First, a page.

PATIENTS: Please review follow ups and cancellation policy below:
Cancellation Policy: Due to the administrative work, training, work, and time Dr. LoBisco puts into individualized treatment plans between visits, patients are subject to a $25 cancellation fee for missed appointments or cancellations the day prior to the appointment. Patients who give no notification via telephone of cancellation of appointments or less than 24 hours will be billed via PayPal the cost of the full assessment. Please note that it if one wishes to stay moving forward, regular assessment is critical and follow ups are generally re-scheduled within 3-4 weeks with adequate notice. Read the rest of the policy here.
Look for Top Reads-Flora and GMOs highlighted to bring in good cheer.

3. Radio For Your Body-Mind-Soul:

The Light Within with Dr. Northup
In the Northern Hemisphere, we're in the darkest season of the year. But deep inside each of us, something is growing in the light. In fact, scientific experiments prove that our bodies emit light. In this episode of Flourish, Dr. Northrup focuses on the light within, and what you can do to shine yours.

4. Book of the week: Healing the New Childhood Epidemic. Kenneth Block, MD.

Did you know that fact mothers with high toxic exposure + genetic predispositions in faulty gene protecting enzymes (methylation SNPS) can lead to increased risk of Autistic Spectrum children. Children are more sensitive to these toxins due to their unformed immune response and decreased excretory potential. Furthermore, children today are exposed to the most detrimental diet available in human time. Did you know high fructose corn syrup in most processed foods contain mercury?? In his book, Dr. Bock explains this new childhood epidemic of ASD, allergies, asthma, and ADHD which is now present in 1/3 of children!

Dr. Bock was a key lecturer at the Institute for Functional Medicine's Detoxification Advanced Practice Module in Arizona. Dr Bock's specialty is working with children with Autistic Spectrum Disorders and other pediatric epidemics. Dr. Bock is a genius in assessing the multi-factorial effect of toxins on children and how they impact their metabolic processes, mitochondria function (our energy producing cells), immune function, endocrine function, and gene regulation and DNA.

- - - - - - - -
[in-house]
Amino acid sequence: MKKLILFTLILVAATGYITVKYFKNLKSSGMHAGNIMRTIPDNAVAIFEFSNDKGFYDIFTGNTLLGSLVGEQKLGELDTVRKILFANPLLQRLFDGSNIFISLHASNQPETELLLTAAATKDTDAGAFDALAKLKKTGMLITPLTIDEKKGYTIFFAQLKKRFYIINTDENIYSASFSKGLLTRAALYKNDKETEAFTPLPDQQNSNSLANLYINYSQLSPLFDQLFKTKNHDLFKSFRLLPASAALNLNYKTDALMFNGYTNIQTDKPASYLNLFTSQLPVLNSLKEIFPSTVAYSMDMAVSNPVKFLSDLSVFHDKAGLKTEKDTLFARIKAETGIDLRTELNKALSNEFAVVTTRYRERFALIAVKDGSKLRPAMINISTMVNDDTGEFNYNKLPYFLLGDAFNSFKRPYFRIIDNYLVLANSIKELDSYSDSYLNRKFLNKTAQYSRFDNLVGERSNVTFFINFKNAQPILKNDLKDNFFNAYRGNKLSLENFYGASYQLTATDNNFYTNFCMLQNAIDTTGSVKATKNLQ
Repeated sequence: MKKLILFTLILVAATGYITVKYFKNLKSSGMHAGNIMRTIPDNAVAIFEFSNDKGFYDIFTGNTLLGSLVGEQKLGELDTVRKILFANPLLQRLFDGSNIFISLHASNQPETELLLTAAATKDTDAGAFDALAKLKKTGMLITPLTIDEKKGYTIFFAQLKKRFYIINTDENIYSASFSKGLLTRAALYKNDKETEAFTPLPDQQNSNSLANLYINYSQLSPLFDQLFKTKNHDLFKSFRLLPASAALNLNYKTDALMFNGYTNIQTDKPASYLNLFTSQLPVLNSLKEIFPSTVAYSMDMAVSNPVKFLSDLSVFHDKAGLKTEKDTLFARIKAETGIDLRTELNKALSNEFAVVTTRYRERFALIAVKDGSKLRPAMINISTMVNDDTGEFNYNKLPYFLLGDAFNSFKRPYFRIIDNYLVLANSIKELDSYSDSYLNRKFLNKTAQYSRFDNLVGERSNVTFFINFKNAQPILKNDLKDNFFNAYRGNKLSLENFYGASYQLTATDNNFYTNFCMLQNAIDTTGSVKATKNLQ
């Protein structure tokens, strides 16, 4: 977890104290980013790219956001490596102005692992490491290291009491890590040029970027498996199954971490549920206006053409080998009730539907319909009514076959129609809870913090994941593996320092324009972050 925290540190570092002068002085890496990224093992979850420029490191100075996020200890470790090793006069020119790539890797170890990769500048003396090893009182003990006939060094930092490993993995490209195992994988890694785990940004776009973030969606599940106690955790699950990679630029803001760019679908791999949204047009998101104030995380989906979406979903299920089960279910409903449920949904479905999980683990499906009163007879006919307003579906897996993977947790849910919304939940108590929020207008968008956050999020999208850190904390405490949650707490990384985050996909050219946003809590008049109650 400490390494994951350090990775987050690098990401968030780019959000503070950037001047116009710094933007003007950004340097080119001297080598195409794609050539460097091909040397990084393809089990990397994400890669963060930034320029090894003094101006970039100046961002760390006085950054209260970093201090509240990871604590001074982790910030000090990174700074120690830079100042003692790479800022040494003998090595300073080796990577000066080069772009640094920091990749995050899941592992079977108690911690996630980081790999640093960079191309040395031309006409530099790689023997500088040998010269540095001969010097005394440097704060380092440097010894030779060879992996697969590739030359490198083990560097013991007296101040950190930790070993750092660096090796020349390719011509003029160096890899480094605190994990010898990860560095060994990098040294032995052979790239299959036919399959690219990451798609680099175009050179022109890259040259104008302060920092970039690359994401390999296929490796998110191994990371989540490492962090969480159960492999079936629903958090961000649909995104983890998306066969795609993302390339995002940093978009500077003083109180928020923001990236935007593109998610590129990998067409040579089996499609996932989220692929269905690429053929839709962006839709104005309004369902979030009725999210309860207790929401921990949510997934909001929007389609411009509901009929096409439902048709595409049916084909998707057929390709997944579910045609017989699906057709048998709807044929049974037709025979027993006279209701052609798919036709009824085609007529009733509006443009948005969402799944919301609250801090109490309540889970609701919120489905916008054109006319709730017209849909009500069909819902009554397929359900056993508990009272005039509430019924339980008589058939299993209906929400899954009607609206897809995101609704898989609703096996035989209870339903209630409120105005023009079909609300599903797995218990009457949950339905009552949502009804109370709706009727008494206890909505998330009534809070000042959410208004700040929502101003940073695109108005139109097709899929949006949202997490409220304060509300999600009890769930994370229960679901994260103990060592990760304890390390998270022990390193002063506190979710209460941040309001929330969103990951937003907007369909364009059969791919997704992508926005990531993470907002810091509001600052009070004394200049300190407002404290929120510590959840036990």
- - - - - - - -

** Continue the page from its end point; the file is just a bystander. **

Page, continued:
Last weekend, Dr. Bock specifically discussed a detailed case study of one of the many children he has helped recover from a diagnosis of an Autistic Spectrum Disorder. This book is a crucial read for all parents. We are passing our future over to children, and unfortunately, mothers and fathers are passing there toxicity to their children. Dr. Bock provides guides on how to prevent and work with our genetics and environments to assist in raising healthy children.

Bock, K. Recognizing Neurotoxicity and Immunotoxicity within the Functional Medicine Model. IFM. Detox Advanced Practice Module. Phoenix, AZ. December 9, 2011.

5. Don't miss out:

Click here to subscribe on my homepage in order to receive my latest blogs via email and add in my goal of promoting Integrative Health to the Masses!
My interview on 360menopause Radio Show on Panic Attacks and Menopause is still available. While you're there, browse through the archives of other health experts.
Check out my latest answer and more on Dr. Oz's Sharecare: The Safety Considerations of Liver Cleansing
View the Updated Link Resources on my homepage
Updated vaccine links
Resources for finding healthy organic meats and non-GMO guides

Naturopathic Fun Facts:

Don't Eat Here---unless you like chicken d' salmonella!

The good news about choosing Organic, is you know not only that you are eating healthier, but you also know what you're not getting---sewer sludge, GMO's, hormones, antibiotics, and in the case of fast food....l' chicken d' salmonella. Dr. Mercola emphatically explains:

McDonald's and Target will no longer purchase eggs from Sparboe Farms due to potentially unhealthy conditions discovered at Sparboe's egg laying facilities. The egg producer was cited for at least 13 violations of rules meant to prevent dangerous salmonella outbreaks
Most restaurant chains get their food from confined animal feeding operations (CAFO); be it eggs, beef, or chicken. This is in part what makes fast food so inferior, no matter what restaurant chain you're frequenting
Organic eggs are statistically FAR safer than CAFO-raised eggs. In one study, more than 23 percent of farms with caged hens tested positive for salmonella, while just over 4 percent of organic flocks tested positive
Aside from a greater risk of food poisoning, fast food is a primary driving factor of obesity and poor health due to inferior raw ingredients, high sugar content and added chemicals
Join the Food Revolution and Embrace Real Food...